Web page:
When a user lands on your website, what do you want them to do?
This is one of the first questions I ask people when we begin the process of starting a new website. And often times, this stops people in their tracks, because so often they are concerned about what *they* want the website to do, or how they want it to look, instead of what they want their user to do. Don’t make this mistake. The first thing you need to figure out is what you want your user to do once they get there.
This also translates into “How will you measure if your website is successful?”
Every site is different, so every site will have a different measure of success. But we need to define how we’ll know if our goals are being met. A few different options include:
- Traffic increase: One metric for measuring success is in pageviews and unique visitors. Are people visiting your website? Are new people finding you?
- Bounce rate: The bounce rate is the number of people who land on a page and your site and then leave before clicking on anything else. You want a low bounce rate. This metric tells you whether people are sticking around or leaving fast.
- Forms: If you are like us, then we want people to contact us, so a measure of success if filling out our online form.
- Buy something: If you have an e-commerce site, then you can measure success with sales.
These are just examples, but the first step in measuring success is determining the metric by which we will gauge that success. There are businesses who will get a website and put it online, and consider that their measure. “I have a website! Yay!” But that’s not enough. We have to set goals and evaluate whether that goal is being met.
One metric I’d like you to avoid is this one: “I want to type in my keyword phrase into Google and see my site on the first page.”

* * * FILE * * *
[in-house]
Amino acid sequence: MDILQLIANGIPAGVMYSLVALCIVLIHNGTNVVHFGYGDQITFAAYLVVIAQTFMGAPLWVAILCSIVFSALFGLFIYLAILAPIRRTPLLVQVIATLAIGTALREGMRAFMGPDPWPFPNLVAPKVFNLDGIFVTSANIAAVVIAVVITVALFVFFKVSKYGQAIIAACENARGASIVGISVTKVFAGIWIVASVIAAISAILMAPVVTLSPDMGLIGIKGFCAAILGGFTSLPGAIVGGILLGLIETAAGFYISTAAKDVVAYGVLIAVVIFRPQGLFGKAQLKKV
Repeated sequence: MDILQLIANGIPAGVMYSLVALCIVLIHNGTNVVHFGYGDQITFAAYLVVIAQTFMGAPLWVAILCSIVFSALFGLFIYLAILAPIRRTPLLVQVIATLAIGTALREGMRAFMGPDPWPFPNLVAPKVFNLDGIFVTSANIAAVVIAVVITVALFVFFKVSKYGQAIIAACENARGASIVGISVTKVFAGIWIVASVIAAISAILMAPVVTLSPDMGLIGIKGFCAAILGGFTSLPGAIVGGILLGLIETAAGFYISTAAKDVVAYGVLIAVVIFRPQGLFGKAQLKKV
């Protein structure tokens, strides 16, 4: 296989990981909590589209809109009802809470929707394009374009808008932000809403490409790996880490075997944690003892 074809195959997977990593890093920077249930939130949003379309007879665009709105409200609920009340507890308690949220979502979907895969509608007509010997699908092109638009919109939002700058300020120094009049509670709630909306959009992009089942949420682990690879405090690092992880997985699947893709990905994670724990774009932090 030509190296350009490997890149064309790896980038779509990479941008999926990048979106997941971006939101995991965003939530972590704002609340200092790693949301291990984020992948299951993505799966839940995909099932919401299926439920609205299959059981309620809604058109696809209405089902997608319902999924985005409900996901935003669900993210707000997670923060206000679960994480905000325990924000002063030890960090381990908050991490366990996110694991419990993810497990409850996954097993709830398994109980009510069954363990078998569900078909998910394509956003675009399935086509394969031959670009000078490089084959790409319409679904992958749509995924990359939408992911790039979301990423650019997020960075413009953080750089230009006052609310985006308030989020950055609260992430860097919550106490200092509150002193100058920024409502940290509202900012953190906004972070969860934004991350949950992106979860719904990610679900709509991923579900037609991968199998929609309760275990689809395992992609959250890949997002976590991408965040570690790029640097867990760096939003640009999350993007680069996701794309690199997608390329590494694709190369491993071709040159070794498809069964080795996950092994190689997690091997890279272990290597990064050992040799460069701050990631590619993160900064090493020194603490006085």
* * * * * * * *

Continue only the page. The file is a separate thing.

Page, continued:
Of course, this is something we all want. But we can’t use this as a measure for success for a few reasons. Number one is that Google tailors each person’s search experience based on their browser history. So if you have been to your website a lot, and then you search for your keywords, then it’s possible that Google will list your site in the search results for you. However, that doesn’t mean that someone in the next state will get the same result.
If you use Google analytics, you may have noticed that you can no longer see what keyword phrases people are using to find your site. That’s not accidental. What you see in Google is specific to you – so don’t make the mistake of making that your metric.
Another metric to avoid is, “My mom, friend, mailman, hair stylist doesn’t like it!” Sure, it’s great to have your friends and family take a look and give you their feedback, but ask yourself this – Are these people also your customers? If not, then take their feedback with a grain of salt. While their input may be valuable, the most important input you get is from your actual customers.
Our advice is: know your customer, choose a measurable goal, and evaluate whether your website is meeting that goal.
Need help determining the goal for your website? Request a quote and we’ll help you measure success!
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